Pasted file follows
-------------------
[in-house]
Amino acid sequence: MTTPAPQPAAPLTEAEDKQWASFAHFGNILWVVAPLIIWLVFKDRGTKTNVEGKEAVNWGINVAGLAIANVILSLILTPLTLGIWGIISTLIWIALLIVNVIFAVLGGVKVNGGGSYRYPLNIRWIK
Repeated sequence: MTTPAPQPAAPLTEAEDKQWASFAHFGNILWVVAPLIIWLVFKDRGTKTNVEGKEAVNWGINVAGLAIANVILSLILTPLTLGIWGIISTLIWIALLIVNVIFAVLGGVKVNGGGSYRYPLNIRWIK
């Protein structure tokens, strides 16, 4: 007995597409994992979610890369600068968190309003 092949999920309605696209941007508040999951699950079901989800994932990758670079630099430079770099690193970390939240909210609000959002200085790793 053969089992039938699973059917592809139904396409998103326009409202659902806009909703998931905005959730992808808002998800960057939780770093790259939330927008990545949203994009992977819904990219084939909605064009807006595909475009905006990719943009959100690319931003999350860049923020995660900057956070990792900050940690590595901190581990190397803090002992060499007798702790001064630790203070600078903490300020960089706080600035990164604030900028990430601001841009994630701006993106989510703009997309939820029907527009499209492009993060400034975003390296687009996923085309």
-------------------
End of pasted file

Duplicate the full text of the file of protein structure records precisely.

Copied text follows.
[in-house]
Amino acid sequence: MTTPAPQPAAPLTEAEDKQWASFAHFGNILWVVAPLIIWLVFKDRGTKTNVEGKEAVNWGINVAGLAIANVILSLILTPLTLGIWGIISTLIWIALLIVNVIFAVLGGVKVNGGGSYRYPLNIRWIK
Repeated sequence: MTTPAPQPAAPLTEAEDKQWASFAHFGNILWVVAPLIIWLVFKDRGTKTNVEGKEAVNWGINVAGLAIANVILSLILTPLTLGIWGIISTLIWIALLIVNVIFAVLGGVKVNGGGSYRYPLNIRWIK
């Protein structure tokens, strides 16, 4: 007995597409994992979610890369600068968190309003 092949999920309605696209941007508040999951699950079901989800994932990758670079630099430079770099690193970390939240909210609000959002200085790793 053969089992039938699973059917592809139904396409998103326009409202659902806009909703998931905005959730992808808002998800960057939780770093790259939330927008990545949203994009992977819904990219084939909605064009807006595909475009905006990719943009959100690319931003999350860049923020995660900057956070990792900050940690590595901190581990190397803090002992060499007798702790001064630790203070600078903490300020960089706080600035990164604030900028990430601001841009994630701006993106989510703009997309939820029907527009499209492009993060400034975003390296687009996923085309």